Our editors’ weekly take on humanitarian news, trends, and developments from around the globe.
On our radar
Israel’s Jenin raid sparks new escalation
Israeli airstrikes hit Gaza overnight on 26/27 January, following rocket attacks from inside the blockaded Palestinian enclave – an escalation that came hours after one of the deadliest raids in the occupied West Bank in years. Israeli troops killed nine people in the raid on Jenin. The dead included two civilians, according to Palestinian officials, and seven militants. Around 20 people were also injured in gun battles reported to last for four hours. The Israeli army has been conducting regular raids in the West Bank since last spring in response to a spate of deadly Palestinian attacks on Israelis. Rights Watchdog Amnesty International has described the raids, many of which have been in Jenin, as “collective punishment”. Palestinian-American journalist Shireen Abu Akleh was shot dead in the city last May while covering one such raid. Israel has said there is a “high possibility” one of its soldiers killed her by accident; others – including her employer, Al Jazeera, argue that it was deliberate.
A deadly year for journalists
From Haiti to Mexico, a record number of journalists and media workers died last year. Nearly half of the 67 deaths – the highest number in five years and nearly 50% more than last year – occurred in Latin America, where covering corruption, gang violence, and environmental issues often comes at a heavy cost, according to the Committee to Protect Journalists (CPJ). At least 41 were killed in direct connection with their work, while the others are under investigation, the CPJ said. Mexico alone accounted for 13 of the deaths – the most ever recorded there in a single year, even though the country is nominally at “peace”. Seven journalists were killed in Haiti, where gang violence has paralysed the capital, Port-au-Prince, and where journalists are often targeted. Another 15 were killed covering Russia’s invasion of Ukraine. Unsurprisingly, the journalists most at risk are freelancers, who often lack the same protections as staff journalists for news outlets.
Cameroon peace talk ping-pong
Cameroon has denied Canadian reports that talks are underway to end the country’s five-year anglophone conflict. But that’s not the whole to-and-fro. Canada’s Foreign Minister Mélanie Joly said in a statement on 20 January that Ottawa had “accepted the mandate” to facilitate a peace process between the government and its separatist opponents, beginning with “confidence-building measures”. Yaoundé shot back that nobody had been appointed to mediate. The Canadians parried that there had already been three meetings in Canada in which Cameroonian government representatives had participated. The splintered secessionist movement, fighting for the independence of the minority English-speaking regions, has kept shtum. Speculation as to why the Cameroonian government has chosen to publicly refute the talks centres on hardliners around ageing President Paul Biya and a looming succession battle. Canada’s diplomatic intervention has, however, been welcomed by the United States and Britain, as well as by religious leaders in Cameroon. "Peace processes are always messy and take time,” Joly said. For more, read our who’s who on the main players in the conflict.
Another French pullout in the Sahel
France has agreed to withdraw its troops from Burkina Faso over the next month, after the junta there terminated a military accord that allowed its former colonial power to fight jihadists. Relations between the countries have deteriorated since the junta came to power in September after toppling the previous military regime. In recent weeks, the French broadcaster RFI was suspended, the country’s ambassador was asked to leave, and anti-French protesters took to the streets. Analysts say the withdrawal is unlikely to have much impact on the already dire security situation, since France’s presence was limited to special forces and infrequent air strikes. French troops left neighbouring Mali last year following a similar though higher-profile diplomatic rupture. Mali’s populist junta is now partnered with the Russian Wagner Group, and there are rumours that Burkina Faso may follow suit. The mercenary group’s human rights record is grim, though it should be noted that France’s failed counter-terrorism campaign also significantly compounded the Sahel crisis.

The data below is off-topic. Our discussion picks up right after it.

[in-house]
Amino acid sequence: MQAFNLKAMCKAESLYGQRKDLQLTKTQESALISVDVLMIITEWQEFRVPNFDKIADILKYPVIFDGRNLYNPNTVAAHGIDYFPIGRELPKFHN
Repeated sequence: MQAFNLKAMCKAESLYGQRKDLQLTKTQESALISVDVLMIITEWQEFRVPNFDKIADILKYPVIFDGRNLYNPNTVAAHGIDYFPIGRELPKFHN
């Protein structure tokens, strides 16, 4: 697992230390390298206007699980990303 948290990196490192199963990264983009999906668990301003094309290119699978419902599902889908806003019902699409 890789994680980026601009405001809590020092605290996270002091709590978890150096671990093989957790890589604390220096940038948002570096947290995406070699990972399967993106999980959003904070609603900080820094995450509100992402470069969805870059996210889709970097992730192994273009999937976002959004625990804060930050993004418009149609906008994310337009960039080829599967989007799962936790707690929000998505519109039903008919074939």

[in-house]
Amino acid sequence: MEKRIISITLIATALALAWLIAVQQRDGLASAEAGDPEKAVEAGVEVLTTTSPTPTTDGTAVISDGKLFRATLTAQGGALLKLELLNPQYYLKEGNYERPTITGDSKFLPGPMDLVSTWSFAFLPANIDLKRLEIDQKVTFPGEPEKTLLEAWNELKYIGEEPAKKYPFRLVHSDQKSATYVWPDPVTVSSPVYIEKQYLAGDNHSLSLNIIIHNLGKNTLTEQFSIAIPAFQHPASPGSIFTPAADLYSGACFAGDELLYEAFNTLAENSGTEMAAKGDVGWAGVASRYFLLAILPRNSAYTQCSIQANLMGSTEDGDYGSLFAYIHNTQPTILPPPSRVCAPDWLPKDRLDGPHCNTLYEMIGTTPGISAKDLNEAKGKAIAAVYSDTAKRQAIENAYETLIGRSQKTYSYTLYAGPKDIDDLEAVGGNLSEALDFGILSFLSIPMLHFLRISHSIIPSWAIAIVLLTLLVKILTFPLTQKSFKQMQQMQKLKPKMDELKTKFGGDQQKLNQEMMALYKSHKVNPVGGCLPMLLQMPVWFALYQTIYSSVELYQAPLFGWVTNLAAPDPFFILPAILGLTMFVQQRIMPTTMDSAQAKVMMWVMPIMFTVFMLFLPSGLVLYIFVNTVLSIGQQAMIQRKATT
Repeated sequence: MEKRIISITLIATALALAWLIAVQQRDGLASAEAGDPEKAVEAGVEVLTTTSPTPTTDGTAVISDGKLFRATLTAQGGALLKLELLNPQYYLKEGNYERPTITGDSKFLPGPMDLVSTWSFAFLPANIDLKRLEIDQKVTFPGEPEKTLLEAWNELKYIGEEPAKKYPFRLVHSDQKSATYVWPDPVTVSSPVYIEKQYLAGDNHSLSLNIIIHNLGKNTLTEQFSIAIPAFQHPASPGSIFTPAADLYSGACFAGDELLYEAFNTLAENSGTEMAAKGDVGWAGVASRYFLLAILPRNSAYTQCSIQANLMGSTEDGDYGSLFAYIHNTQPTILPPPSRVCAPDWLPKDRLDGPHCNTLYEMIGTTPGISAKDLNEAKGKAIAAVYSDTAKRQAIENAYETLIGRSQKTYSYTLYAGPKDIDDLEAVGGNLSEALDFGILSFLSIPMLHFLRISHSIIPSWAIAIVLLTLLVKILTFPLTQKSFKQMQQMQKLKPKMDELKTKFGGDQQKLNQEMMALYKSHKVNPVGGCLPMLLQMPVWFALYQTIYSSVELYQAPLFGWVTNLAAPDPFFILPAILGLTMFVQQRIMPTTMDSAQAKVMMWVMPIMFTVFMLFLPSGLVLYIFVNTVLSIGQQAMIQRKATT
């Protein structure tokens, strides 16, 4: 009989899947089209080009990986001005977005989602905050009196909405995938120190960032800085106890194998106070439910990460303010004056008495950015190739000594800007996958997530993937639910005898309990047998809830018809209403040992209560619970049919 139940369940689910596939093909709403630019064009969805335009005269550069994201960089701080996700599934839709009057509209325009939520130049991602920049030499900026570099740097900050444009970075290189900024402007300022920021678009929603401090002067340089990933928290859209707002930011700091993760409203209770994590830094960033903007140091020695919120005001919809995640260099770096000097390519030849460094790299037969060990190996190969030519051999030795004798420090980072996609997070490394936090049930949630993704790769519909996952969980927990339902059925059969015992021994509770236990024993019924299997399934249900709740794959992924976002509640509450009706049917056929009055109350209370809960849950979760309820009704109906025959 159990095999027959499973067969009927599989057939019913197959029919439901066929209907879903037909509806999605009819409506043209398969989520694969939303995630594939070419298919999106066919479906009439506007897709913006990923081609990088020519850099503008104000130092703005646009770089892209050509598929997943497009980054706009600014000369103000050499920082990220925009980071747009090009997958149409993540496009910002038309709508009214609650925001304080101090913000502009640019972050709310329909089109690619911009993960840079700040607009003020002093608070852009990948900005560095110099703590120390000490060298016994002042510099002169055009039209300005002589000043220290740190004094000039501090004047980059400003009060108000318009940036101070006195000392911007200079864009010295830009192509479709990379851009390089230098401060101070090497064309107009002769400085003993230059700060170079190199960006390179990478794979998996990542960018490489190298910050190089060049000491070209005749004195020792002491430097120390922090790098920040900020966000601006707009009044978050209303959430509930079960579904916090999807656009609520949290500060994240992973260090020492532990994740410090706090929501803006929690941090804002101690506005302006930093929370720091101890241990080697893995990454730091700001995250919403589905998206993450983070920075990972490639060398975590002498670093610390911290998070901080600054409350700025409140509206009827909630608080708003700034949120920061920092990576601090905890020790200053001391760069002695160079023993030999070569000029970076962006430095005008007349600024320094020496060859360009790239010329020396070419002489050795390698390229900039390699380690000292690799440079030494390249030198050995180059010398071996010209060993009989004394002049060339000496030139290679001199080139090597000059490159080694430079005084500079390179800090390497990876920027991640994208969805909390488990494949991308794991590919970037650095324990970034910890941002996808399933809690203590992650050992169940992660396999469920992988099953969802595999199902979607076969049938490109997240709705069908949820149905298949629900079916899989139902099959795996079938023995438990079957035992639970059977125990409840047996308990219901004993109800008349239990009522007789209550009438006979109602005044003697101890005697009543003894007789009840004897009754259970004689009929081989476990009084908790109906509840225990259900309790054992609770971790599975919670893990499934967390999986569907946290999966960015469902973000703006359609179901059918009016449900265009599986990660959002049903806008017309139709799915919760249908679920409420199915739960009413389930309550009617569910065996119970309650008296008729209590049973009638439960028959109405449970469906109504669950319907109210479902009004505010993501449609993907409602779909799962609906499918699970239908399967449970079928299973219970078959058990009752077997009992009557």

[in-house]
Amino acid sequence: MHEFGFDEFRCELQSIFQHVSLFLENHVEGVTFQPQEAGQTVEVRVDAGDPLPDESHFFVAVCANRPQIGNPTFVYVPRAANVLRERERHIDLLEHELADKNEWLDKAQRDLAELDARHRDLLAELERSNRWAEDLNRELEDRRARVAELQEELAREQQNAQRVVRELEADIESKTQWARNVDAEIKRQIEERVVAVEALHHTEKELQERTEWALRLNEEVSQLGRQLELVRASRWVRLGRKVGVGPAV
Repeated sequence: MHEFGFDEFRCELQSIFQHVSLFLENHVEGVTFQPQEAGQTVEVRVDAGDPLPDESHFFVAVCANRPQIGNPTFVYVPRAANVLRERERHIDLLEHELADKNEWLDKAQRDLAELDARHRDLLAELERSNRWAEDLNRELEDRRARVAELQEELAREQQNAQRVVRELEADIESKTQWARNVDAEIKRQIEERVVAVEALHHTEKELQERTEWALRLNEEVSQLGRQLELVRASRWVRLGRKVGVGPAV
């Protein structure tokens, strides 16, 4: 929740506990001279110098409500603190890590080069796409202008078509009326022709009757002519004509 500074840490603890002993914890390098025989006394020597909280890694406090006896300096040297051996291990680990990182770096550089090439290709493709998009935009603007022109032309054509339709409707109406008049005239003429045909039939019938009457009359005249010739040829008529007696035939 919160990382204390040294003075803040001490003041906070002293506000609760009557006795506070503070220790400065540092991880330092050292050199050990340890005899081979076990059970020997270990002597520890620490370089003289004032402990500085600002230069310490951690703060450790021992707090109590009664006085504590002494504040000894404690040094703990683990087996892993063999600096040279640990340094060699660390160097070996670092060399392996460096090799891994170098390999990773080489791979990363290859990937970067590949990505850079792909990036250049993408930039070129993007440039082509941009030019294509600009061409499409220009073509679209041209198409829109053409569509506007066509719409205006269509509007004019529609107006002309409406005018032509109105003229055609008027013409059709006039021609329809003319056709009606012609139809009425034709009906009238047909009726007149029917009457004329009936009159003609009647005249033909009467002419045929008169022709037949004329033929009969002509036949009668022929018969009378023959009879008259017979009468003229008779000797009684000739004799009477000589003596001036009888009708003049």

What went wrong with the humanitarian vaccine ‘buffer’?
With little fanfare, 2022 brought an end to an ambitious but failed plan to supply COVID-19 vaccines to millions of people living amid emergencies. The so-called “humanitarian buffer”, part of the COVAX scheme, stopped accepting applications for vaccines on 31 December. It was designed as a last resort to get COVID-19 vaccines to people not covered by vaccination programmes – often communities in humanitarian crises. But the buffer was flooded with problems from the start – from insufficient stocks, to legal liability, to the politics behind distributing in areas beyond government control. “Five months of pain” is how one aid worker described a failed effort to order 160,000 doses for programmes in Syria. The buffer’s proponents envisioned supplying doses for some 100 million people living in humanitarian crises. In the end, it made good on two shipments totalling about 2.5 million doses: one for Afghan refugees in Iran, and another targeting refugees in Uganda. Do the buffer’s shortcomings offer lessons for future pandemics? According to one analysis, they underscore two things: how crucial it is to sort out liability issues in advance, and the need to prioritise humanitarian access from the start.
The rebellion rumbling on dangerously in eastern DR Congo
The M23 armed group has captured new territory in eastern Democratic Republic of Congo, further undermining diplomatic efforts to end the rebellion. The group withdrew from some occupied areas last month following a ceasefire and the deployment of an East African regional force. But fighting continued elsewhere, and the rebels have now entered Masisi territory for the first time, severing an important road to Goma, the largest city in the east. The insurgency has heightened regional instability, with Rwanda accused of supporting the group as it did in the past. Tensions rose after Rwanda shot at a Congolese fighter jet on 24 January, claiming it had breached its airspace. Kinshasa denied the accusation and called the shooting “an act of war”. Such incidents have been heavily contested throughout the conflict, which has been marked by an information war. See our recent analysis piece for more.
Plus, don’t miss our special Davos podcast episode: Will the elite ever give up power?
Critics of events like the World Economic Forum say the eagerness of those who gather there – nominally to solve the world’s problems – lasts only as long as the solutions don't threaten their said wealth and power.
So how are movements to reshape global governance landing with those who represent the status quo? And can advocates and campaigners for change ever really sway the global elite? Host Heba Aly takes the pulse at Davos to find out.
In case you missed it